Log home construction advice Flirting With Disaster
What happens when a building project goes wrong—and what should you do?

by: Jim Cooper

An old adage in the homebuilding business goes like this: There are times when bumps in the road throw your project off course—never worry about these. And then there are times when bumps turn into mountains, which turn into volcanoes, which…um, should concern you.

Examples of the bumps: a subcontractor who doesn’t show up for a week, a deck collapsing, materials stolen from the job site. These can all be remedied quickly.

Example of the volcano: a builder isn’t paying his subcontractors. This is ugly—and can potentially curse your project. In most states, subs can file liens against your project and demand payment directly from you if your builder leaves them high and dry.

Your first move should be to contact your builder and tell him to stop work immediately. This way, you won’t have to pay for work by subs.

Second, stop payments on any outstanding checks until you meet with the builder in person. Don’t pay any bills relating to your project until you’ve visited your site, checked out the work and materials involved and spoken with the people who’ve submitted the invoices.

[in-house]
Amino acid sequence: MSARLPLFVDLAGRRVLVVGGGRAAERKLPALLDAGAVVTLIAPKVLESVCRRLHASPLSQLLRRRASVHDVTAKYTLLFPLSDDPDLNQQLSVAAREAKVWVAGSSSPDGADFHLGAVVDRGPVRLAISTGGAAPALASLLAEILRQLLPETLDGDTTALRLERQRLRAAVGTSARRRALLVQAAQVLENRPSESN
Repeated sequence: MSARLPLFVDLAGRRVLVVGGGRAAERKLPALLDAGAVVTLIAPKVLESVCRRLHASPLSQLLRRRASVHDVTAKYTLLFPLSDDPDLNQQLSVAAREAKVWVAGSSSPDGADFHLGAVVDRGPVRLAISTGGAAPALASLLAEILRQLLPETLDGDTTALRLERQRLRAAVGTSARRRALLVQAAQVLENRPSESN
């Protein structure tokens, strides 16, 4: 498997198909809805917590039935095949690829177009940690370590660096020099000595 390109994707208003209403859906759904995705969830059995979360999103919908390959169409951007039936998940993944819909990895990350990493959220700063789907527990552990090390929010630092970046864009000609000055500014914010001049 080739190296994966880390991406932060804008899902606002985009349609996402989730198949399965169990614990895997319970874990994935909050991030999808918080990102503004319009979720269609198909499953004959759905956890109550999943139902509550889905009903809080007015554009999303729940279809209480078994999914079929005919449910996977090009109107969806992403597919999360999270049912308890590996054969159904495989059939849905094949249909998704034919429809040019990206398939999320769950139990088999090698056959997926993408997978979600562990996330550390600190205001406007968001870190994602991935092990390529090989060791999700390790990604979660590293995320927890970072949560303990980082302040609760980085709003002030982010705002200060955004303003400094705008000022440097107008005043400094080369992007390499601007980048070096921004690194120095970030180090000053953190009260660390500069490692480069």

Third, notify your lender or title company. Let them know you have concerns and have stopped work until you can inspect the site. Explain your situation and ask if they have any procedures or advice.

After visiting your site, you’ll often need to replace the builder or subcontractors. Hopefully, you contacted several builders before starting your project, so you already have alternatives. If the relationship with your builder can be salvaged, modify your payment agreement so that you pay subs directly. In such situations, it’s often wise to involve an attorney to help work out the terms.

It’s never pleasant to discuss major construction disasters, but it’s important to know how serious they can be. The good news is that such problems are preventable by thoroughly researching potential builders, checking references and arming yourself with a detailed construction contract. Complement these steps by closely monitoring your project, and it’ll be a pleasant adventure in homebuilding.